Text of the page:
Constitutional citizenship, not maternity tourism

Karin Wang is Vice-President for Programs & Communications at Asian Pacific American Legal Center. A version of this story orginally ran in the Asian Pacific Americans for Progress Blog.

Last month the Pasadena Star-News reported on the discovery of a home in San Gabriel catering to Chinese “maternity tourists.”  In doing so, it touched off the latest round of debate on the more than hundred-year legal principle that confers U.S. citizenship on anyone born in the United States.  Two days later, a subsequent investigation by the same Star-News reporter concluded that incidents of “maternity tourism” are isolated and the numbers of births are very low.  But by then, the national media had already picked up the story and it had taken on a life of its own.

Lost in the frenzy of reporters and bloggers trying to weigh in on this issue was a more important reason for March 28 being a notable date in the history of “birthright” citizenship:  More than 100 years ago, on March 28, 1898, the U.S. Supreme Court issued its landmark decision in United States v. Wong Kim Ark, holding that children born in the United States, even to parents not eligible to become citizens, were nonetheless citizens themselves under the 14th Amendment of the U.S. Constitution.

The 14th Amendment states that “[a]ll persons born or naturalized in the United States and subject to the jurisdiction thereof, are citizens of the United States.” Adopted after the Civil War, it was intended to prevent states from deciding on their own, particularly with regard to the children of freed slaves.  In Wong Kim Ark, the Supreme Court confirmed that this right extended to the children of non-citizens as well.

Born in San Francisco to Chinese immigrants who were barred under the Chinese Exclusion Act from ever becoming U.S. citizens, Wong was denied re-entry to the United States after a trip to China, on the grounds that the son of a Chinese national could never be a U.S. citizen.  Wong sued the federal government, resulting in the Supreme Court’s seminal decision that for 113 years has shaped the uniquely diverse character of our nation, by giving root to countless immigrant communities from all races and ethnicities.

For Chinese Americans, and in fact all Asian Americans, Wong Kim Ark’s courage has subsequently and significantly led to the growth and integration of a community that a century ago lived in dwindling isolation and segregation under the Chinese Exclusion Act.  By confirming the U.S. citizenship of children born in the United State to immigrant parents, the Wong Kim Ark decision allowed Asian migrants to slowly gain a toehold in American society, creating generations of Asian Americans who know no other home than the United States and who have fully integrated into American society and culture, as scientists, doctors, entrepreneurs, lawyers, teachers, artists.  In fact, through immigration and births, Asian Americans have emerged as the fastest-growing community over the past decade, jumping 34 percent in California and at least 43 percent nationally.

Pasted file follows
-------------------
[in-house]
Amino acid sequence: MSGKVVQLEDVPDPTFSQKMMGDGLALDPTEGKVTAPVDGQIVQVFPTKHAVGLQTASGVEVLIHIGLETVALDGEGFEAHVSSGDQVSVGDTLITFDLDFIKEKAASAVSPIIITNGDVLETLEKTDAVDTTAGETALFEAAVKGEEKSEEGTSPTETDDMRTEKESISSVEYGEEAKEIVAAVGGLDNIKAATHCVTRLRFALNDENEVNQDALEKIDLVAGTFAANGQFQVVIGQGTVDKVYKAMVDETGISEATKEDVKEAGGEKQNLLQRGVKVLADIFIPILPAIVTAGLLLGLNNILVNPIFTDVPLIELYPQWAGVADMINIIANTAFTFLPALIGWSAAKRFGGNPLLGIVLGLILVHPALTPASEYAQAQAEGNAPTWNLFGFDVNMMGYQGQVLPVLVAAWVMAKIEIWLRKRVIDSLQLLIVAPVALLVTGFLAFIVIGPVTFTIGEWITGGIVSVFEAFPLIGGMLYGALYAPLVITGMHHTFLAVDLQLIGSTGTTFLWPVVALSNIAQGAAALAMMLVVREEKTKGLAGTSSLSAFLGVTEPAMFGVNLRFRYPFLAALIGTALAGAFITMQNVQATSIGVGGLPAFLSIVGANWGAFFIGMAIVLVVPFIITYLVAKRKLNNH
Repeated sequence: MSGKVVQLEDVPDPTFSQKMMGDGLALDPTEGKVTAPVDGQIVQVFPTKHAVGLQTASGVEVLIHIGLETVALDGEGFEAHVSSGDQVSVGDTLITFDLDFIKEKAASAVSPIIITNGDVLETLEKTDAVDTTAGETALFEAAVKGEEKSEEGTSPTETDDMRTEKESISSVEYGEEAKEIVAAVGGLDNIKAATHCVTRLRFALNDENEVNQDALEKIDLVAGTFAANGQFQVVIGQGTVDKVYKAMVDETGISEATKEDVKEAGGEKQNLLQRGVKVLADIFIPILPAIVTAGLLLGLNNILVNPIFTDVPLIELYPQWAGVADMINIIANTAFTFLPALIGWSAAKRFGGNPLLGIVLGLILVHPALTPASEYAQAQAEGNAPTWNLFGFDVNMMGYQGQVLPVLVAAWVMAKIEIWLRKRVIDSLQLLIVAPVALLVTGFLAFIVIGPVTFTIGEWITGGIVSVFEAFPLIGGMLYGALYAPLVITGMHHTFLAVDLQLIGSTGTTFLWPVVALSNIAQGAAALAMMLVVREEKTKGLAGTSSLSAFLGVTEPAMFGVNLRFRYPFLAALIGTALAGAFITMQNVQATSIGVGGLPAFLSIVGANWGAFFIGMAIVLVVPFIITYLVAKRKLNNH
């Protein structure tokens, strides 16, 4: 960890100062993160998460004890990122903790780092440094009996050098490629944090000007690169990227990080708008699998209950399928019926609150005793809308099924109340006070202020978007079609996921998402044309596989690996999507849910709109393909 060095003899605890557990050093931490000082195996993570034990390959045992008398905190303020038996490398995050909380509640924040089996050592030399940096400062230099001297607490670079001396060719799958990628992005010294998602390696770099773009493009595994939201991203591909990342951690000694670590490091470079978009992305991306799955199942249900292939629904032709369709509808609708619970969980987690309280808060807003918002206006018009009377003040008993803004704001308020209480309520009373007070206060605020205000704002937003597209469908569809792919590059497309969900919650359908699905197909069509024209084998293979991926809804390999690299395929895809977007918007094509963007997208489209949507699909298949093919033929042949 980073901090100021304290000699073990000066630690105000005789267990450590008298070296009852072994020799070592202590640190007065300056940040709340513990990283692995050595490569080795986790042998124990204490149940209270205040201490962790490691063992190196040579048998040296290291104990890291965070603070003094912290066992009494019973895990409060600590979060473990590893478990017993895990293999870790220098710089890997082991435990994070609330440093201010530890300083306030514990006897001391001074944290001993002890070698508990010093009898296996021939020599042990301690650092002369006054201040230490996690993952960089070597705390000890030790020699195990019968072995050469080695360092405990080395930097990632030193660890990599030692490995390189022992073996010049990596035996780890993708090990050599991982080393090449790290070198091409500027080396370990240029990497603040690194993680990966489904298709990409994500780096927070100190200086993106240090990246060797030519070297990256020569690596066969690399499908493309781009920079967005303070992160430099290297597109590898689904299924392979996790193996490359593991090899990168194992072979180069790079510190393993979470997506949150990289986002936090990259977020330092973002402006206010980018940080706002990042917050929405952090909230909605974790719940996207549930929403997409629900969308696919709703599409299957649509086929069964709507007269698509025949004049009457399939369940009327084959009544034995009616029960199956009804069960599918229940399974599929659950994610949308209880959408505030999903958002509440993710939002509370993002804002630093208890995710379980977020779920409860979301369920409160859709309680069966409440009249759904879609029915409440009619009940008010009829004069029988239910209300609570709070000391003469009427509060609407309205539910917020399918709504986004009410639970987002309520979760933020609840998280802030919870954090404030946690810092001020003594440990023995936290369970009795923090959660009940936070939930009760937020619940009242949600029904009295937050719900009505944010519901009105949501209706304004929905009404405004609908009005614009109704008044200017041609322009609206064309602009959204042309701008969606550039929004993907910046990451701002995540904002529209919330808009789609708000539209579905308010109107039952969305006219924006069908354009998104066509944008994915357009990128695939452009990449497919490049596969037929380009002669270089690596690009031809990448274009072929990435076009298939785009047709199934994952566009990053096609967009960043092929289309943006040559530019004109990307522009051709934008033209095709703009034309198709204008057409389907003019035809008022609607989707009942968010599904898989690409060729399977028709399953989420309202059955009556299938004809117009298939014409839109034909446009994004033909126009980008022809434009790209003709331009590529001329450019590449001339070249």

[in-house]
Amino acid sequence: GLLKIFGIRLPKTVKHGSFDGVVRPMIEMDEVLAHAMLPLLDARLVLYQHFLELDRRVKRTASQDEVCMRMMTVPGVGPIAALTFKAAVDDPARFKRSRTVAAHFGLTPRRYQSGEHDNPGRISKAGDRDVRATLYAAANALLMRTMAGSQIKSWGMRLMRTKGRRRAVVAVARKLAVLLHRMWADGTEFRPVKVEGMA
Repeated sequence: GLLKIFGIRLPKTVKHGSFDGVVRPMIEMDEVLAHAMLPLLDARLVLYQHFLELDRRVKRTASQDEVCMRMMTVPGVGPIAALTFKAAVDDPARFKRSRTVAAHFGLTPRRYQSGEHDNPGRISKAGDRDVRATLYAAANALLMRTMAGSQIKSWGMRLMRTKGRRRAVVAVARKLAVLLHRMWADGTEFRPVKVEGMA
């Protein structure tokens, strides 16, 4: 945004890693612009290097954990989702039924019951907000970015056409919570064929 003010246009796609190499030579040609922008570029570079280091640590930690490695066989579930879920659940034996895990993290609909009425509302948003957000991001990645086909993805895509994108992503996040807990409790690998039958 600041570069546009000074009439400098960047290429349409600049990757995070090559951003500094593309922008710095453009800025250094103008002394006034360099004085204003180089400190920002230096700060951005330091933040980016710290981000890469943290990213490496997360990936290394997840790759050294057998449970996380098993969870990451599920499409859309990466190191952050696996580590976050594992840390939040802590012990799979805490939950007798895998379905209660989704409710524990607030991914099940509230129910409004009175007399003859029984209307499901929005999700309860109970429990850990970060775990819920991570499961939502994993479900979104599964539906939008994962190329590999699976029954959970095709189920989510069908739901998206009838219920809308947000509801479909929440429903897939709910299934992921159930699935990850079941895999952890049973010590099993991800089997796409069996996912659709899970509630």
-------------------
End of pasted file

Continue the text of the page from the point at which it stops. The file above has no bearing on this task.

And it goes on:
In context of the rapid growth and integration of the Asian American community, it’s clear that the “maternity tourism” case in Southern California represents an aberration in the Chinese immigrant experience.  The New York Times reported that in 2008 (the most recently available data), out of approximately 4.3 million total births, only 7,462 were to foreign residents overall – a tiny 0.17% of the births in that year – and births to “maternity tourists” would comprise an even smaller subset of that tiny number.  Those who clamor to abolish the long-standing right of constitutional citizenship would eliminate a fundamental principle cherished by all Americans, in order to punish a few individuals.  Such a sweeping reform would be an outsized response to a non-issue.

So, while the sensationalized story of “maternity tourism” grabs headlines, the more important story of the 14th Amendment is in how it laid the foundation for our extraordinarily diverse nation, by granting citizenship to the children of freed slaves and immigrants from around the globe.  While challenges to birthright citizenship will likely continue, all Americans should celebrate Wong Kim Ark’s courage and defend his legacy of guaranteeing the constitutional right to citizenship.

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For more information about the Asian Pacific American Legal Center, a member of Asian American Center for Advancing Justice, visit: www.apalc.org or www.facebook.com/APALC

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